Cooking pasta in wine is more of a tradition, than a recipe. But as such, it is a custom that could only be born in a land that is both plentiful in wine and in pasta — Italy. This culinary quirk is known in different areas of Italy, and the resulting dishes have local names. The name for pasta cooked in wine used in Veneto is certainly the most appropriate: ubriachi, “drunken.”

Before you make your first batch of “drunken” pasta, you need to be prepared. The taste of wine will be most certainly present in your meal. It may be tangy and acidic. Unless you already know what you are doing, why not cook up another pot of pasta, just in case you absolutely cannot tolerate the “drunken” variety? This could be a great way for you and your friends to try something new, but only in the quantities that they can handle with comfort.

In its most basic form, cooking pasta in wine is no different from cooking it in water. However, if you are not willing to part with two bottles of wine, the trick is to only use as much as needed and perhaps add more if necessary. The choice of wine is very much up to you. People have used something as strong as Chianti, but in general something with a fruity taste like Soave or Pino Grigio is best.

The kind of pasta to be used is also up to you, but penne or any other tube variety are preferred. I suppose, this shape of pasta really gets tipsy. Prepare the pasta according to instructions on the box (al dente), replacing water with wine. Add a couple of bay leaves as a way to introduce a flavor you’d expect in a normal tomato-based sauce. If you are trying to conserve the wine, keep an eye on the pot, so that the pasta does not get too dry. You can even add some water instead of wine at this point.

When the pasta is ready, add 3 to 4 tablespoons of olive oil and season it with salt and pepper. Serve immediately with some grated cheese.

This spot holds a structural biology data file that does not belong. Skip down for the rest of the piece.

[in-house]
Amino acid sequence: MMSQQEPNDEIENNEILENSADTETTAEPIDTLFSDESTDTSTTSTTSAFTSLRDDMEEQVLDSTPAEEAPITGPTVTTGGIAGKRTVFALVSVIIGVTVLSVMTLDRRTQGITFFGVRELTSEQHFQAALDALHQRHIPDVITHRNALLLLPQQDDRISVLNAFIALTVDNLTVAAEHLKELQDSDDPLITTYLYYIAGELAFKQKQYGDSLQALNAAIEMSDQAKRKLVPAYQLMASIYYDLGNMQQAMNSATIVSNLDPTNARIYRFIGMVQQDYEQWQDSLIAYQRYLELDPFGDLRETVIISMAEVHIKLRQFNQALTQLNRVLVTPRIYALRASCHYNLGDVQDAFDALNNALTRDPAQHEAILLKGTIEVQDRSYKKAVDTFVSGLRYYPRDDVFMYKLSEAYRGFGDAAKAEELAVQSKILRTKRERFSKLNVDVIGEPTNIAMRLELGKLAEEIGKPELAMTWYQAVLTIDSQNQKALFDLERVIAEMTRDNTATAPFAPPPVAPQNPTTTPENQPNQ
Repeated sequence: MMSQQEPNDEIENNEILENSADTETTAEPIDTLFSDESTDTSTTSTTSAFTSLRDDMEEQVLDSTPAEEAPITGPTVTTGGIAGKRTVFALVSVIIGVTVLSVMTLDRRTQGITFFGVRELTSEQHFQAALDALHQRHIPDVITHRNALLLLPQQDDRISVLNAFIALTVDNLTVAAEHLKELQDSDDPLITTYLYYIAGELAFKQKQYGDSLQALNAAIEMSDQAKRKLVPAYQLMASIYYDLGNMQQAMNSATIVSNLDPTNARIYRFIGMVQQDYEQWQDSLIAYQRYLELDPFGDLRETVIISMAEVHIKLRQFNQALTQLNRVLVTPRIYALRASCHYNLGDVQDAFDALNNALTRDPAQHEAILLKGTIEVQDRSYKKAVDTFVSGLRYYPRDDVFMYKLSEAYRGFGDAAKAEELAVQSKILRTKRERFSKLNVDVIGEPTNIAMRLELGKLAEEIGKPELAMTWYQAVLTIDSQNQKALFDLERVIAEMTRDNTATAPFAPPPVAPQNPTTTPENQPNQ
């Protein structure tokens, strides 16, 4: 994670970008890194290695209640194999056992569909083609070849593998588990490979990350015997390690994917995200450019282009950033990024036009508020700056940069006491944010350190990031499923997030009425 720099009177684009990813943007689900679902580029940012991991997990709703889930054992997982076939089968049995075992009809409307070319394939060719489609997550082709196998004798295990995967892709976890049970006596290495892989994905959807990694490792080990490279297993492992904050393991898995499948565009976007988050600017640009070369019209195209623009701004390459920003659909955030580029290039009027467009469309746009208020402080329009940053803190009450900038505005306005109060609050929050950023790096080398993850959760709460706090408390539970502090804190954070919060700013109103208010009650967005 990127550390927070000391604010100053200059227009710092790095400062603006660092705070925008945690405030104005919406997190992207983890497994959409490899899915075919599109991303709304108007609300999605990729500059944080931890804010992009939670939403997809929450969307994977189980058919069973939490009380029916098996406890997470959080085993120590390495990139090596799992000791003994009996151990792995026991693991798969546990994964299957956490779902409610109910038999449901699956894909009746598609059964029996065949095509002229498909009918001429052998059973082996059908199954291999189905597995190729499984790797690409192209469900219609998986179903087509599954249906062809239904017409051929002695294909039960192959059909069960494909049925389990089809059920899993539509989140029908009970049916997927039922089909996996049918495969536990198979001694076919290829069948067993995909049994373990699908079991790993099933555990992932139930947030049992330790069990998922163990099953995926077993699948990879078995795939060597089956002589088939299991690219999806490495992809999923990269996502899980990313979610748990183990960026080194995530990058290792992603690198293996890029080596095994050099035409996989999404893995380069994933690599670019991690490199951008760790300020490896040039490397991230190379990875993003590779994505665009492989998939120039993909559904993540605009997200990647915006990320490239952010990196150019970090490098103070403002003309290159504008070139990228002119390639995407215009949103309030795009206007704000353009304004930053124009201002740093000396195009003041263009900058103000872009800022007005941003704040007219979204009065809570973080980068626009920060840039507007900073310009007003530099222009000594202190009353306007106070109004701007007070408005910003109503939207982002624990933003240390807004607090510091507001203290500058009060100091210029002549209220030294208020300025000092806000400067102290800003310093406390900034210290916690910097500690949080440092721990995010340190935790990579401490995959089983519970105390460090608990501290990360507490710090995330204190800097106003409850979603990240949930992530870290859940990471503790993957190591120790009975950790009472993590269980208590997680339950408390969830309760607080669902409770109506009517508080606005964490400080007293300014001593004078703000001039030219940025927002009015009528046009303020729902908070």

See also:
Italian wine customs
The art of toasting in Italian

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Click on this infographic to see a larger version.

The data in this infographic comes from Istat database and represents all known wine production in Italy from 2014. The top part is a heat map and the bottom is a graph showing data in hectoliters from all twenty regions of Bella Italia. As you can see, Venato remains a strong leader. The other three strongest wine producing regions in Italy are Apulia, Emilia-Romagna and Sicily. This isn’t to say that wines from other regions necessarily lack in quality, but if you ever want to plan a tour of the country centered around wineries, grapes and wine-making there are some regions you cannot leave out.

By the way, if you are wondering what a hectoliter is, it’s 100 liters. A standard bottle of wine equals 0.75 liters. So, one hectoliter is roughly 133 bottles. This means that the least significant wine producing region in Italy, Valle d’Aosta (by the way, did you notice that there isn’t one region in the country that does not deal in fermented grape products?) sealed up over 2,6 million bottles. Most of it is high quality, DOC label red wine, by the way.

See also:
Italian wine pairings. A fairly comprehensive guide.
Italian wine etiquette.
Italian toasts for every occasion.

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